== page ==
Habits are hard to make. They’re also hard to break. Think about new year’s resolutions, for example. They can be so frustrating, right? In many of my presentations, I will often ask if anyone in the audience even still does them? Would you be surprised to hear that the answer is almost always “No!”? Of course you’re not surprised! You probably don’t either.
But this is no excuse to not set resolutions or create healthy and helpful habits. So let’s look at what works and what doesn’t.
Master Your Habits
First off, let’s talk about the word “master”.
How well have you “mastered” anything? Be honest. What areas or skills would you look at and say that you’ve mastered? Me…I’m still trying to think of one! You may feel the same way. But don’t miss this point.
The fact that we struggle to master something is no excuse to not TRY! Nor should we set the goal as anything less than the mastering level.
The problem, however, is that there is so much expert advice out there today:
- “Commit for 30 days!”
- “Get up early and do it first thing!
- “Start small”
- “Give yourself a cheat day!”
- “If it’s important to you, you’ll make it happen somehow!”
But this can be very frustrating, can’t it? I know for me, I’ve tried to master lots of resolutions and habits over my lifetime with these very ideas but have still not figured out the secret formula. In fact, if you’re like me, failing to master my goals after trying the “expert” advice is even more discouraging than helpful. If the experts can’t even help me, then maybe there’s no help for me at all!
Why It’s Not Working
One of the reasons this advice has not worked is because it is too general. It is not specific enough to who we are as individuals.
For example, some people respond very well to the idea of “start small”. For them, this is great advice and moves them in the direction they want to go. But what if you’re the type of person who simply needs big, bold moves -not small, take-your-time ones? If the advice is not tailor-fit to the individual, then it will never provide the traction or movement it needs to create lasting change or habits.
What To Do
Here’s the truth: there is no one-size-fits-all answer. That’s a bummer, huh? But its true. You and I are made differently from one another and are pre-disposed and affected by different stimuli and motivating factors. But there are steps that you can take to make the changes you want and learn to master your habits.
Here are 4 that may help.
1. Monitor: Keep a checklist of what you’ve done. This is so simple it is often brushed aside. But this would be a mistake. Do you want to master something? Then start by knowing the facts. The best way to get a clear picture of what you’re actually doing or not doing, is to write it down and see it for what it really is. Monitor what you’re working on for a minimum of 30 days (90 if possible) and then work off of what you know to be true.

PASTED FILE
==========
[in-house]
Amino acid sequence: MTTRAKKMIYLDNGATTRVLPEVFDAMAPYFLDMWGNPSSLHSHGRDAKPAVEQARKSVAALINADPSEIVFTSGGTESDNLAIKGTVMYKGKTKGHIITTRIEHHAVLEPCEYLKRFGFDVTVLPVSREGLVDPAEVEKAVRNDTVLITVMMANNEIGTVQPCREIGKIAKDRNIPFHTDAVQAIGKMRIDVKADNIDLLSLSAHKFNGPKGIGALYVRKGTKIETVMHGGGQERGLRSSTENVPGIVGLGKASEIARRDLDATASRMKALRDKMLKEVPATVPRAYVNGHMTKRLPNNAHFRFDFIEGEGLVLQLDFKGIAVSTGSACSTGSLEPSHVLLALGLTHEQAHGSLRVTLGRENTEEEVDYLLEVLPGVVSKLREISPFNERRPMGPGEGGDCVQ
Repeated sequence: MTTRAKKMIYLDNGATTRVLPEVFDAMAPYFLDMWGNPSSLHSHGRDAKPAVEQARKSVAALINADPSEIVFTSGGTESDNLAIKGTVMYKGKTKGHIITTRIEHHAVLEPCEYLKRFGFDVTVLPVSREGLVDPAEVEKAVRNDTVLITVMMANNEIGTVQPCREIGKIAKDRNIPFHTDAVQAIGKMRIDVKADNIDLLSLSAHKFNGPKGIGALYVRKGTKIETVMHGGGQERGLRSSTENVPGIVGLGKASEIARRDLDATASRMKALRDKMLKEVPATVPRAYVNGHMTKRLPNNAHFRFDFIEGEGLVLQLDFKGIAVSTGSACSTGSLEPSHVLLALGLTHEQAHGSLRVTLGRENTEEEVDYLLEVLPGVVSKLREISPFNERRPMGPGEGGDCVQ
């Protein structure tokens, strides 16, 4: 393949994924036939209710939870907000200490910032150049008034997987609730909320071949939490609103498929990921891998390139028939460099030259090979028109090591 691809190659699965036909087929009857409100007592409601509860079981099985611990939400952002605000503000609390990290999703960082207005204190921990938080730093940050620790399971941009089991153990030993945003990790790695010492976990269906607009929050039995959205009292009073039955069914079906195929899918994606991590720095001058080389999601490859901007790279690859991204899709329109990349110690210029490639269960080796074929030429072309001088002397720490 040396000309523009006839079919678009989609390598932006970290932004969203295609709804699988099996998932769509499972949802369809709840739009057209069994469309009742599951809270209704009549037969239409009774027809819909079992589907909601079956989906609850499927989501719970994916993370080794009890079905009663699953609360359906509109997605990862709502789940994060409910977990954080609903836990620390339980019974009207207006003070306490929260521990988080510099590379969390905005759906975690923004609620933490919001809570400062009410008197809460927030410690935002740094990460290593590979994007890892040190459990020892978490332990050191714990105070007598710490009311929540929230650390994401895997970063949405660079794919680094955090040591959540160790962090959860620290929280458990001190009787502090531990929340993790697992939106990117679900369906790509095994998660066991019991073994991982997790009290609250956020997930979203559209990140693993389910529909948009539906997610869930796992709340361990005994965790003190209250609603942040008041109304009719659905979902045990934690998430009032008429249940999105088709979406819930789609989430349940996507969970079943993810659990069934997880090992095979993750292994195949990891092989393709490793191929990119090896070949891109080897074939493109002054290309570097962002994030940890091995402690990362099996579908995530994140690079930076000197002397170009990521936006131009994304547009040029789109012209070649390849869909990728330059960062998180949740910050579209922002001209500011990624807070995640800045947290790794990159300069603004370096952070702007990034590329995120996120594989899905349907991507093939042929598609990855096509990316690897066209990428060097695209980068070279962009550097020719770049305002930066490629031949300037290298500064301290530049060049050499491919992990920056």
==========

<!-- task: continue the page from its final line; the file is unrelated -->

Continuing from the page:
2. Convenience: The more convenient you can make something that is important to you, the more it will get done. More convenient, more habitual. Obviously, the opposite is true is as well.
This can be as simple as setting your shoes out before bed so you wake up and can get to the gym. Or maybe writing down what needs to get done first thing the next morning before you end your day. This keeps you from having to waste time figuring out what to do and will be so much more convenient and efficient.
3. Accountability: Who can you go to as a progress-partner? Look for someone who will help you do more in the area you want to improve on and master. Finding someone who can do it with you (physically or emotionally) can make all the difference.
I know for me, I struggled for years to make exercise a routine. Then I found an accountability partner and it changed everything for me. This could be your missing ingredient as well.
4. Rewards: This can be a tricky motivator. For example, let’s say that we want to master physical fitness. We’ve heard that it is a good idea to give ourselves a cheat day or reward ourselves with a chocolatey treat. Right? This, however, may not move many of us closer to mastery. Why reward yourself with something that works against your goals?
Instead, we ought to reward ourselves with something that further promotes and moves us closer to our desired destination. For example, a reward of new running shoes or a new yoga mat is a much better reward for 3 months of exercise than a date with an all-you-can-eat buffet.
Want more ideas? Check out conversations from Gretchen Rubin here.
What are the differences between being good at something and mastering it? Please comment and share your thoughts or ideas below.